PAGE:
Could Your Child’s Stomach Pain Be Kidney Stones?
Is your son or daughter complaining of stomach pain? Since kidney stones are on the rise in kids, it’s important to know what to look for.
When it comes to kids, stomachaches and pains go with the territory, but sometimes it can be hard to tell if they’re serious or not. Since kidney stones in kids have significantly increased over the last two decades, it’s a good idea to know what to look for, especially since kidney stones can technically affect anyone, at any age.
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Kidney stones develop when the minerals normally found in your urine build up to high levels, resulting in hard deposits that vary in size, shape and texture. If they’re tiny, they can pass through your urinary tract without any difficulty, but the bigger they become, the more likely it is that they’ll get stuck and/or cause pain.
One of the biggest reasons for the jump in numbers of kids and teens coming in with kidney stones, other than medical conditions, is simply not drinking enough water, says pediatric urologist Jeffrey Donohoe, MD.
When a kidney stone is suspected, the child’s urine is collected for 24 hours. It is then sent to a lab to test the mineral content and levels, note the amount of urine produced and to check for metabolic disorders such as diabetes.
It’s rare for me to find a metabolic disorder, but almost every patient I’ve seen has a low volume of urine. If you’re not making enough urine, you’re probably not taking in enough fluid.
Since fluids help flush minerals through your system, not staying hydrated is associated with developing kidney stones. “Lots of kids think they drink enough water, but especially if they’re active, they need to drink more,” says Dr. Donohoe.
So how much water is enough? “For kids over 12, I recommend from 2 to 2½ liters of water a day,” Dr. Donohoe says. “For a younger child, 1 to 1½ liters.” (Note: 1 liter is equal to slightly over 4 cups.)
“A sedentary lifestyle and a high sodium intake in the diet are also associated with the development of kidney stones,” notes Dr. Donohoe. Fast food and highly processed foods, staples in the average American diet, are key offenders.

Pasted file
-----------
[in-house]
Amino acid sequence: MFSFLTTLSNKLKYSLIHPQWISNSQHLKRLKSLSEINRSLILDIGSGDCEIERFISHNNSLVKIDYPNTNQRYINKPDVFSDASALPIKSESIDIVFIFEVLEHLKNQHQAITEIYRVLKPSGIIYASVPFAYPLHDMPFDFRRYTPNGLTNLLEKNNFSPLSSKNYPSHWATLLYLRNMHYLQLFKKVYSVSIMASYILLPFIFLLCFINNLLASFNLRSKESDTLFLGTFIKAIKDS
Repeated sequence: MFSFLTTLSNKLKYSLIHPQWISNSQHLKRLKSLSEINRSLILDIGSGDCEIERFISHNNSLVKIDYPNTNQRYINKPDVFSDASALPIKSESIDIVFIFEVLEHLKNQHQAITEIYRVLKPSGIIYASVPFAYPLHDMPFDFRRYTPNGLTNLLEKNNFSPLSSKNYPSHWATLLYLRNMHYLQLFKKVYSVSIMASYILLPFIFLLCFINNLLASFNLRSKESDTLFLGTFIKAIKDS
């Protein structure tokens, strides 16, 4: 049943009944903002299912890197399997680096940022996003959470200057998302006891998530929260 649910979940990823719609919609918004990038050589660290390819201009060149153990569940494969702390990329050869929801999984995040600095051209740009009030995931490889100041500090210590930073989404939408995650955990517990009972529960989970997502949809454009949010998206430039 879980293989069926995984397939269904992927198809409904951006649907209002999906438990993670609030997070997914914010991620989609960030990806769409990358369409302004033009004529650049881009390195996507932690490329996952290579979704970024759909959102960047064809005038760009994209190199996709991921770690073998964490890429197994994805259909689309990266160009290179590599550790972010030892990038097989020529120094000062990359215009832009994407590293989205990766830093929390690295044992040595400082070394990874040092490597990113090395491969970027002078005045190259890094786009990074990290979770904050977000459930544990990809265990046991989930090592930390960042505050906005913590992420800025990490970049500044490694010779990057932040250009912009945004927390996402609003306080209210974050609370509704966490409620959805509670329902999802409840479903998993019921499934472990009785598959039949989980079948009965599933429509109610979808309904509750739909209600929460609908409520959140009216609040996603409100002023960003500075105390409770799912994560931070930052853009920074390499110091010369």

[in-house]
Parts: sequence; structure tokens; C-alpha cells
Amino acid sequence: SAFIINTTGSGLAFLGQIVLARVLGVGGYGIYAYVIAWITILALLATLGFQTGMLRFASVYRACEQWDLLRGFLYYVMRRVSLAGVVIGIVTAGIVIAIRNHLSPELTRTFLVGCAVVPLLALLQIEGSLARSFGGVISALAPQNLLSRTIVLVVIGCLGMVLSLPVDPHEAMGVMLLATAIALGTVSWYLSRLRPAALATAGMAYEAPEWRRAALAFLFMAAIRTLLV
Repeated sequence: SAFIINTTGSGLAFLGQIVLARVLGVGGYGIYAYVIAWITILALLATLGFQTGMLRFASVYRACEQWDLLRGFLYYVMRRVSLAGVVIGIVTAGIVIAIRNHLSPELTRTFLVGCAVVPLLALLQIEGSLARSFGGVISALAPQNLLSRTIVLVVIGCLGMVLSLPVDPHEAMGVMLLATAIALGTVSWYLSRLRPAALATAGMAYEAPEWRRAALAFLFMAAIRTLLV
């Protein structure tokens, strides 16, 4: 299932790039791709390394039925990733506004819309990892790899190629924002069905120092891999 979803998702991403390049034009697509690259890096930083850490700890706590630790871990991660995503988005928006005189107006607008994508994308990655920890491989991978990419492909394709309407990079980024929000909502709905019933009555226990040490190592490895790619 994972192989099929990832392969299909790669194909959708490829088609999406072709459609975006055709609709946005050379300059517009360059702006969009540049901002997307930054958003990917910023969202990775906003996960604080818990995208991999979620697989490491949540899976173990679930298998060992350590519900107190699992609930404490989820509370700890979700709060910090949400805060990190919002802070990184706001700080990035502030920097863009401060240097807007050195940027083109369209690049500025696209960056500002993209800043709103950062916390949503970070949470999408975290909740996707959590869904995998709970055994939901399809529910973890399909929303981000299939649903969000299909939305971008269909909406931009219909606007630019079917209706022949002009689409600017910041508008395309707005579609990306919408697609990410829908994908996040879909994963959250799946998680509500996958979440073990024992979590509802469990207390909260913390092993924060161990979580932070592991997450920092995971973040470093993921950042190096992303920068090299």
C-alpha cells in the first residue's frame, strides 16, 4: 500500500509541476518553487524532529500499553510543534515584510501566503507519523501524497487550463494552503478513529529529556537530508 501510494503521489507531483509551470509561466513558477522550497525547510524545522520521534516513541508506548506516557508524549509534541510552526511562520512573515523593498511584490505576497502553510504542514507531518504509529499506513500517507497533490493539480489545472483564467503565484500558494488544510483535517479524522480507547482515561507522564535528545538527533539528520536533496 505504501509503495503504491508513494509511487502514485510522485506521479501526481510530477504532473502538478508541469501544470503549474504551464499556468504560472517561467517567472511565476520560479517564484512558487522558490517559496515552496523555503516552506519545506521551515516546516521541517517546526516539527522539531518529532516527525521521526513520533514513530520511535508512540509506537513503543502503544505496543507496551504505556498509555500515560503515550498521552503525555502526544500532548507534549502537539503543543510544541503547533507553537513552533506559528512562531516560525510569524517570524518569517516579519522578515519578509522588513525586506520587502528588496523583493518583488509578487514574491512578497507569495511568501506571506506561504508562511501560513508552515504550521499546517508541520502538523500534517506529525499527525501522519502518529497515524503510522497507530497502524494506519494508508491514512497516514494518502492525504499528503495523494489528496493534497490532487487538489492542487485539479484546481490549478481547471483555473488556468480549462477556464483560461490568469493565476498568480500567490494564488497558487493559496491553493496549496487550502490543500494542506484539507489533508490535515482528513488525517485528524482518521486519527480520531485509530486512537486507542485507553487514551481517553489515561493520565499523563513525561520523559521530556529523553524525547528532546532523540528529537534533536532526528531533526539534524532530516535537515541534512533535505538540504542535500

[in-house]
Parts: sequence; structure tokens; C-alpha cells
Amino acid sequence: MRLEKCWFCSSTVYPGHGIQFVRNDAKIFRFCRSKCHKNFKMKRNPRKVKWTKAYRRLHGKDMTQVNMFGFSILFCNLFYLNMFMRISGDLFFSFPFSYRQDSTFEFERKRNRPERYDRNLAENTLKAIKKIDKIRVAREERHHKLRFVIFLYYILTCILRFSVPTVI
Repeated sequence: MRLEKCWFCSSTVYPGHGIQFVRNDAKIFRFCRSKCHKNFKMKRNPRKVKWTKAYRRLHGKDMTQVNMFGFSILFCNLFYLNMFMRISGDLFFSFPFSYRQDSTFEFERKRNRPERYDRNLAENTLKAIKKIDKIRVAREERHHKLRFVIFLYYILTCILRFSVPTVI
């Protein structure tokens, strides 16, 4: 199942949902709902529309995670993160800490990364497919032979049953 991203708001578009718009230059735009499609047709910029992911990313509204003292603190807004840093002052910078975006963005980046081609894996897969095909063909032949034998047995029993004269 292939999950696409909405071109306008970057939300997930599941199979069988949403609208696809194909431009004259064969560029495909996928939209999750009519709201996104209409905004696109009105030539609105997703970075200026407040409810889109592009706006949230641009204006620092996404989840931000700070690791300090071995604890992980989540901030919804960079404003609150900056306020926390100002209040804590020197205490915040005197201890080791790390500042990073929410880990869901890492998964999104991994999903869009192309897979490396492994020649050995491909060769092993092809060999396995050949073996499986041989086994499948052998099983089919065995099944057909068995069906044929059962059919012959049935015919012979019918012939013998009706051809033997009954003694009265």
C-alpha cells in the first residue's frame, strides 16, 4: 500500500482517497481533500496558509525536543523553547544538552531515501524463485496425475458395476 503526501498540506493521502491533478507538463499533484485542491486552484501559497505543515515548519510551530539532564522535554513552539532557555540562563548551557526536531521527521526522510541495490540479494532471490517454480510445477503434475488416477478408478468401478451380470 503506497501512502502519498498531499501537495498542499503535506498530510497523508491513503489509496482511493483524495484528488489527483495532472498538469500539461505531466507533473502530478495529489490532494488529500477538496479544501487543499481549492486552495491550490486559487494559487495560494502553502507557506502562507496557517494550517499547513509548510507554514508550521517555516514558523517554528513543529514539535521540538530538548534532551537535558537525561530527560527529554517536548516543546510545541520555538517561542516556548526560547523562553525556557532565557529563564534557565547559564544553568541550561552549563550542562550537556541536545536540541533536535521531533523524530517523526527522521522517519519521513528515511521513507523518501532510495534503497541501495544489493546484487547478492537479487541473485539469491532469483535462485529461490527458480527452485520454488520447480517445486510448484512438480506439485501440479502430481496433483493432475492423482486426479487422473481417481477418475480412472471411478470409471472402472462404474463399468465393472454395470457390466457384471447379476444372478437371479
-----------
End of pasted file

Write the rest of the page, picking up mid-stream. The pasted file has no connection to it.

Kidney stone symptoms to watch for include:
Along with 24-hour urine collection, children with suspected kidney stones have an ultrasound to look for stones and obstructions. To minimize radiation exposure to kids, a computerized tomography (CT) scan or other imaging tests are best reserved for later, if needed.
The good news is that the majority of kidney stones are fairly small, so most kids don’t need surgery. First, they’re told to drink plenty of fluids, including lemonade that’s made with real lemons, “not store-bought lemonade because most of that’s sugar,” says Dr. Donohoe. The citric acid in the lemons increases the citrate content of urine, a nutrient that makes it more difficult for kidney stones to form.
Children may also be prescribed mild pain relievers and medication that dilates their ureters, the tubes connecting the kidney to the bladder, helping the stone pass through more easily. A strainer is sent home so that any stones in the urine can be sifted out, put in a zip top bag and brought in to be sent to a lab to have the content analyzed.
Surgery is a last resort. If the stone doesn’t pass within a few days, patients usually have about a month before surgery is deemed necessary. However, all bets are off on the wait-and-see approach if a patient develops a fever during that time — this indicates a possible and potentially life-threatening kidney infection that needs immediate surgery.
Because kids with kidney stones have a 50 percent lifetime risk of having a recurrence, “we hit home that they need to drink more water, drink the lemonade and try to avoid sodium,” Dr. Donohoe says. “That means potato chips, pretzels, pizza, and all that kind of food.”
Parents should help their kids stay away from high-sugar, high-calorie drinks, and make sure their child increases his or her fluid intake in hot weather or with exertion and encourage physical activity.